What you’re looking at is a visualization of the changes in FICO scores for the 200 million U.S. consumers with FICO scores over 3 unique periods of time: 2008 to 2009, 2009 to 2010 and 2010 to 2011. The following are some things to consider as you’re reviewing these figures:
48.1 million consumers saw their FICO scores drop at least 21 points, representing over 24% of the “scoreable” U.S. population. Scores dropping this much is likely because of negative information appearing on a credit report or the consumer taking on new credit card debt (or a combination of both).During the same time period 45.3 million consumers saw their FICO scores increase by at least 21 points.The increase in scores can be attributed to a reduction in credit card debt and negative information aging off of credit reports. 64 million consumers saw their FICO scores remain in a 20 point window, drifting plus or minus 10 points.This is healthy score movement and is a result of consistent credit management practices.
The damage to consumer’s FICO scores isn’t as dramatic during this time period (vs.2008-2009), as 40.1 million consumers experience a FICO score drop of at least 21 points. 49.8 million have improved their scores by at least 21 points, which indicates more consumers were paying down credit card balances and avoiding negative credit information. 68.8 million see their scores remain within a 20 point window.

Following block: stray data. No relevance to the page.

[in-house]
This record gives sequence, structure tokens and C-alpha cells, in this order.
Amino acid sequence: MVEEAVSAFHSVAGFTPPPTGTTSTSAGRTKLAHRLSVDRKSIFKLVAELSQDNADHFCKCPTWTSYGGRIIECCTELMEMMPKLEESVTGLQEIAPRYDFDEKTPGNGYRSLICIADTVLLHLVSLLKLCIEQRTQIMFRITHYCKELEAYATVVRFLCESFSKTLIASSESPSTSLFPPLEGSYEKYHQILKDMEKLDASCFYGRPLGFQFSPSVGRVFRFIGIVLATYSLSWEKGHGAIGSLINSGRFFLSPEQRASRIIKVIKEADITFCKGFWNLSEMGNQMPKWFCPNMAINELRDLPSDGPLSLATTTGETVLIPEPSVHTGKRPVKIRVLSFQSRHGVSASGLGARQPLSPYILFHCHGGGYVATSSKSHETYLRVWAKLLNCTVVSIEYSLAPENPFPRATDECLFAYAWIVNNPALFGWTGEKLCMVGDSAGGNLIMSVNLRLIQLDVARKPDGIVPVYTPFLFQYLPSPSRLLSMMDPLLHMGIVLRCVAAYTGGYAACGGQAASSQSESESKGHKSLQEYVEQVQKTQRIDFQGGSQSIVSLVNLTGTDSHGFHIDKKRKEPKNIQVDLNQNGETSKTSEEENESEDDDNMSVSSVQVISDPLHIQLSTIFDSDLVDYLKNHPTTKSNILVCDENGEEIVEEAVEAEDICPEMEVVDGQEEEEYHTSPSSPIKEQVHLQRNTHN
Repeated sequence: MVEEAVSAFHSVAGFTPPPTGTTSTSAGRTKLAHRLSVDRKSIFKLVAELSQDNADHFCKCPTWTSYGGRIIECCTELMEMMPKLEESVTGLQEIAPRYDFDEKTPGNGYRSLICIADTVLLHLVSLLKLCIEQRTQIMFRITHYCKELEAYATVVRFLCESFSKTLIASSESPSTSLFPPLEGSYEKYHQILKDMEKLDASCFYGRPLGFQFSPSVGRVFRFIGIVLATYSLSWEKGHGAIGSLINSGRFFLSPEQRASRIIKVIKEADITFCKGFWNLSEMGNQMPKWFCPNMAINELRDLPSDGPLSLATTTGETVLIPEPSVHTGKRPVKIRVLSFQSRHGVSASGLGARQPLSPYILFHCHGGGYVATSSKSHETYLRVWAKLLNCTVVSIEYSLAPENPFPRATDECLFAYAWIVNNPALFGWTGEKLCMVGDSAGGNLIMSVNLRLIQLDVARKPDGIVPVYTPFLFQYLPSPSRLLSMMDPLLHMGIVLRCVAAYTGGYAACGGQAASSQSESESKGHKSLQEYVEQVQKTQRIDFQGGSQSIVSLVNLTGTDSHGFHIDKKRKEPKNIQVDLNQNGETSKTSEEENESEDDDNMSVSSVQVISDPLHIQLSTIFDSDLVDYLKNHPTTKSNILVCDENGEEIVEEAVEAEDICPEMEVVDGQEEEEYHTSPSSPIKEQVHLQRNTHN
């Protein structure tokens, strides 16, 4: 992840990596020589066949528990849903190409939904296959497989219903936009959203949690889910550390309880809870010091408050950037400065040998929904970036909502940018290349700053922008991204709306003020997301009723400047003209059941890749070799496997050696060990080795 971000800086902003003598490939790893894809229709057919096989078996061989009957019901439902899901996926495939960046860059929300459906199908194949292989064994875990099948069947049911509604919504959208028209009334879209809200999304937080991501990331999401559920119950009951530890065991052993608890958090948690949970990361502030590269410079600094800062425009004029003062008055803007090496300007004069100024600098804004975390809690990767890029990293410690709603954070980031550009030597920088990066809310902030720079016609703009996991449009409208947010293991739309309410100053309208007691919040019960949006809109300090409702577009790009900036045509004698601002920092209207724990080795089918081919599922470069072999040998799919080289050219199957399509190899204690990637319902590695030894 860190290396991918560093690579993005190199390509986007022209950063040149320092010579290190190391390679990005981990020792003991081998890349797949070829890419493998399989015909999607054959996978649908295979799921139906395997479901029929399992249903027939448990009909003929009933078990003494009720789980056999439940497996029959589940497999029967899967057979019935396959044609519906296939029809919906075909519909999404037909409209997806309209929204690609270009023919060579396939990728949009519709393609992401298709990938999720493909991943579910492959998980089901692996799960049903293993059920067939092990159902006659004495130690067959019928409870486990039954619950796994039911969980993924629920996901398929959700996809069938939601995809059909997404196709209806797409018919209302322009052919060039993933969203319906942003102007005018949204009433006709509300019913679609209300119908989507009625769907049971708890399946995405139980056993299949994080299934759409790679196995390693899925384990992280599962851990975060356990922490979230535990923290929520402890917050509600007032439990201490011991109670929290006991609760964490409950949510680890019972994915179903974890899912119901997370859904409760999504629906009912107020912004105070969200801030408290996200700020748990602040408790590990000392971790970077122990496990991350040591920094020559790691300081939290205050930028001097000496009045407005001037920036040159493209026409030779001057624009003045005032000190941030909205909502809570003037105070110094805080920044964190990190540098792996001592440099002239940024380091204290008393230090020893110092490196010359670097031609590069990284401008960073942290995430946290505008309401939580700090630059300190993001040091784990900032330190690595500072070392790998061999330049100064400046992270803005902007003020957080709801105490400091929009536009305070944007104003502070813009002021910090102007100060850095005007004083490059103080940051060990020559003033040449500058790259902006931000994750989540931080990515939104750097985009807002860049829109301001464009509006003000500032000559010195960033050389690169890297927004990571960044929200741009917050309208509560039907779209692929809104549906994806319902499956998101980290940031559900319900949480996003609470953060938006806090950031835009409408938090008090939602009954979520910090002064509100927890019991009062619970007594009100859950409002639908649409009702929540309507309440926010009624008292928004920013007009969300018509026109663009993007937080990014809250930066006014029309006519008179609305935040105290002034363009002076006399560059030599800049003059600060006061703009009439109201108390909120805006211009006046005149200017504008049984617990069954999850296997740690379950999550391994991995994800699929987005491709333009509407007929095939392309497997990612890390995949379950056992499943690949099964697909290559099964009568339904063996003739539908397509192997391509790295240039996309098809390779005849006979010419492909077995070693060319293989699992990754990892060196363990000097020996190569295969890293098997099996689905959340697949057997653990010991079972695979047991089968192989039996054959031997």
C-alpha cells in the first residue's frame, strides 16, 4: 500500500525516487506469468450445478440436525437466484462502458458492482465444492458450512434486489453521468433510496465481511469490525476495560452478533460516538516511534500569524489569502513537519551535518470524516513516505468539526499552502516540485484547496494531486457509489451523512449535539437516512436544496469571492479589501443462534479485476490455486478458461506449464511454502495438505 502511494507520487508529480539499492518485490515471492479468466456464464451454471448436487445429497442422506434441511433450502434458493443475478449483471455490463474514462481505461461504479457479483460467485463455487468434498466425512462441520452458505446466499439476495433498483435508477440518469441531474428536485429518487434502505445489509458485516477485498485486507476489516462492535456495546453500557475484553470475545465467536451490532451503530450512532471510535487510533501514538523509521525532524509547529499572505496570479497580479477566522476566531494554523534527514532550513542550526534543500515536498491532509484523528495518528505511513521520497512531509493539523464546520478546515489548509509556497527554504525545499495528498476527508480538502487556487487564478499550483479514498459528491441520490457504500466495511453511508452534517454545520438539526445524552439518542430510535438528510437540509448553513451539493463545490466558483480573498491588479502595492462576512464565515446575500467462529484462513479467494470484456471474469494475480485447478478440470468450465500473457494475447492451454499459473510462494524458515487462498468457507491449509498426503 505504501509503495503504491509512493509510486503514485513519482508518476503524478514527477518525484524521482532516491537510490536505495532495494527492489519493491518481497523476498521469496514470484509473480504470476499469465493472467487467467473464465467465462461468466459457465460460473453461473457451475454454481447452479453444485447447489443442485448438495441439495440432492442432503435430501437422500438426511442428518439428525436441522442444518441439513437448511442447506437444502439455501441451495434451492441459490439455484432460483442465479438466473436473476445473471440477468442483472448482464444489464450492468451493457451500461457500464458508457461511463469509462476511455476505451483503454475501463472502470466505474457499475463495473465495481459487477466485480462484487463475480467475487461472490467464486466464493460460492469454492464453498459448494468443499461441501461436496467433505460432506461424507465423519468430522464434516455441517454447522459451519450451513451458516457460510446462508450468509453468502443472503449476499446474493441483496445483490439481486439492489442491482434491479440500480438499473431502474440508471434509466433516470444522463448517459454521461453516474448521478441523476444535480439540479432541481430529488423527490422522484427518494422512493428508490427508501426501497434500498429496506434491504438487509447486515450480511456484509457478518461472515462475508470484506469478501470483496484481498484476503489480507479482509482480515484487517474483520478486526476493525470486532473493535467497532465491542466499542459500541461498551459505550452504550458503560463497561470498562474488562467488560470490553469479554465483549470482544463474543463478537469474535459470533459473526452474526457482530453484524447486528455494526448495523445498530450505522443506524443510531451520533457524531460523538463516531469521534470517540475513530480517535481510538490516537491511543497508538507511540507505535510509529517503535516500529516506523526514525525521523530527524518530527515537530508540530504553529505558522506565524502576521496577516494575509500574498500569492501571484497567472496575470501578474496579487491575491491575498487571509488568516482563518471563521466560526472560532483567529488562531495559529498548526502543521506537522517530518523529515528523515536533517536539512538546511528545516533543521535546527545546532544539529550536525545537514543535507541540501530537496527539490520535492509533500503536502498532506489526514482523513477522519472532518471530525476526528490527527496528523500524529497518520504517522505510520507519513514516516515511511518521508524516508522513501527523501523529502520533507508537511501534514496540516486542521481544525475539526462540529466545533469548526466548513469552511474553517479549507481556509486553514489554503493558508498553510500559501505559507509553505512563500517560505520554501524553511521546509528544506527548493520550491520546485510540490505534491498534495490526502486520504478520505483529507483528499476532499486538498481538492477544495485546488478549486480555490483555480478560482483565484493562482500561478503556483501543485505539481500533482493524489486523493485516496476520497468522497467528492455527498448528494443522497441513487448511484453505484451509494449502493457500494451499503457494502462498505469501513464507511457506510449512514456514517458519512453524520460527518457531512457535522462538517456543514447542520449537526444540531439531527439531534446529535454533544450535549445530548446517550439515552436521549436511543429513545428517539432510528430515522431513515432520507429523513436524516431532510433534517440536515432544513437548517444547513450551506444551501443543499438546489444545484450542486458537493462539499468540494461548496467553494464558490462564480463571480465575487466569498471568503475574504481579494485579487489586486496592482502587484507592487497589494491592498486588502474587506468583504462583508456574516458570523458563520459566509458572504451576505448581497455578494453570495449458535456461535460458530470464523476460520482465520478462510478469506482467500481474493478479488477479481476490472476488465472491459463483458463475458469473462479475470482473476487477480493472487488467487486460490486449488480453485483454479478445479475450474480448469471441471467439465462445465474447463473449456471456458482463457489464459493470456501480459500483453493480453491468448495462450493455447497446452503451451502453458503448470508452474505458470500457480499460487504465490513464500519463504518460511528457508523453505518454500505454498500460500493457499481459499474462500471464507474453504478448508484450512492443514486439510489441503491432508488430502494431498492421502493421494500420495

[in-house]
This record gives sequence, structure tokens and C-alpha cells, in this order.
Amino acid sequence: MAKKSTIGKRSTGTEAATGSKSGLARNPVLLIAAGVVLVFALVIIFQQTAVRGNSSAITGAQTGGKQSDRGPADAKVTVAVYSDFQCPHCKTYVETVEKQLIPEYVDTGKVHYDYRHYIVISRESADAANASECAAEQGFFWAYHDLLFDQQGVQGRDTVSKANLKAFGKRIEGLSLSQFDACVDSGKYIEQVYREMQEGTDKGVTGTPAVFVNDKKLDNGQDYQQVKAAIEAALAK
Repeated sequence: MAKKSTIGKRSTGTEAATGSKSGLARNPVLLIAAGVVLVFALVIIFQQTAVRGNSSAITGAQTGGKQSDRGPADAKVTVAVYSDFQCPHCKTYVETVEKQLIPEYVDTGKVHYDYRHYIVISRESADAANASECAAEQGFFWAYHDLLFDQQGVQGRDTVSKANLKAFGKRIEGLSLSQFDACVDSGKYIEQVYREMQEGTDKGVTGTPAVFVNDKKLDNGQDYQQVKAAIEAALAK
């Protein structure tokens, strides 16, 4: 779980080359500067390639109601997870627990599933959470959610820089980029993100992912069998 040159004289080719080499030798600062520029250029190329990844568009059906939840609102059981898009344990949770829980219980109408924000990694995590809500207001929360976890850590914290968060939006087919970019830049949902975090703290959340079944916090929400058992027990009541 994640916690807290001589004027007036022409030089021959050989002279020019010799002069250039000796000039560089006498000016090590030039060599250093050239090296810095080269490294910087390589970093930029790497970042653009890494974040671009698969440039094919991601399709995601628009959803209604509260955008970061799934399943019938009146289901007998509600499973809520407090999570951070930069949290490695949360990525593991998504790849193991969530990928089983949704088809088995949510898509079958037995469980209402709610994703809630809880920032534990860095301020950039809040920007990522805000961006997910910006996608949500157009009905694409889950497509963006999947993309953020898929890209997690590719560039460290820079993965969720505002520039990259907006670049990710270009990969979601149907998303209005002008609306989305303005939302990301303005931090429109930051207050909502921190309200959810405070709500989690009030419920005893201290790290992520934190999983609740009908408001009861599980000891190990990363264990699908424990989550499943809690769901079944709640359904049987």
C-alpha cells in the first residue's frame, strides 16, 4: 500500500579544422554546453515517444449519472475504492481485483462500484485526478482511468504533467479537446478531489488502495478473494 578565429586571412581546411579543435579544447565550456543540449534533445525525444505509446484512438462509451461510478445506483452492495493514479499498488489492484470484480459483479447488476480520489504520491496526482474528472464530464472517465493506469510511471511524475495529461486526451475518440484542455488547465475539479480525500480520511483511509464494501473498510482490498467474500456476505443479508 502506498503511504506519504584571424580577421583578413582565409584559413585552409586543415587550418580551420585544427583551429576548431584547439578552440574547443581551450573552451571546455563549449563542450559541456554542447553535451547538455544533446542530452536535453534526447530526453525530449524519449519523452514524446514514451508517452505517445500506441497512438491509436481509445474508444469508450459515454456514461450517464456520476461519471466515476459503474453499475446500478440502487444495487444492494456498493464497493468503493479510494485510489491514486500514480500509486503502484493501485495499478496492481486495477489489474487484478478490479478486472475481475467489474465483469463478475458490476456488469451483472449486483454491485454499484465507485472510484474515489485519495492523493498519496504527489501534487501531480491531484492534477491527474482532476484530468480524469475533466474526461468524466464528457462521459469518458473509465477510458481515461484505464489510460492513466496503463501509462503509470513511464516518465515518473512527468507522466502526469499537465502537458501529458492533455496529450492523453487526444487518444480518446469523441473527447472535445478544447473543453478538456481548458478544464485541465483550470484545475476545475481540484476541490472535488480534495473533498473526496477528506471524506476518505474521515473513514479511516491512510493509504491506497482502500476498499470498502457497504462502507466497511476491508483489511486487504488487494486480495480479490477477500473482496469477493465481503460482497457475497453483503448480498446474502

The damage to consumer’s FICO scores continues to soften from the previous timeframe, with 38.4 million seeing their FICO scores drop by at least 21 points.Interestingly, all three timeframes saw score improvements outpace score decreases, suggesting that more consumers were able to defend their scores from the financial crisis than might be expected.The significant score decreases (those of 51 points or more) are likely caused by a variety of factors including the increase in negative mortgage related credit reporting (foreclosures, settlements, forfeitures of deed, and loan modifications) and the persistence of unemployment and underemployment, which likely resulted in fewer people being able to make payments on their liabilities including student loans, adjusting mortgages, and increasingly higher credit card payments. Further, the filling of income gaps with credit cards likely played a significant role in all score decrease scenarios.
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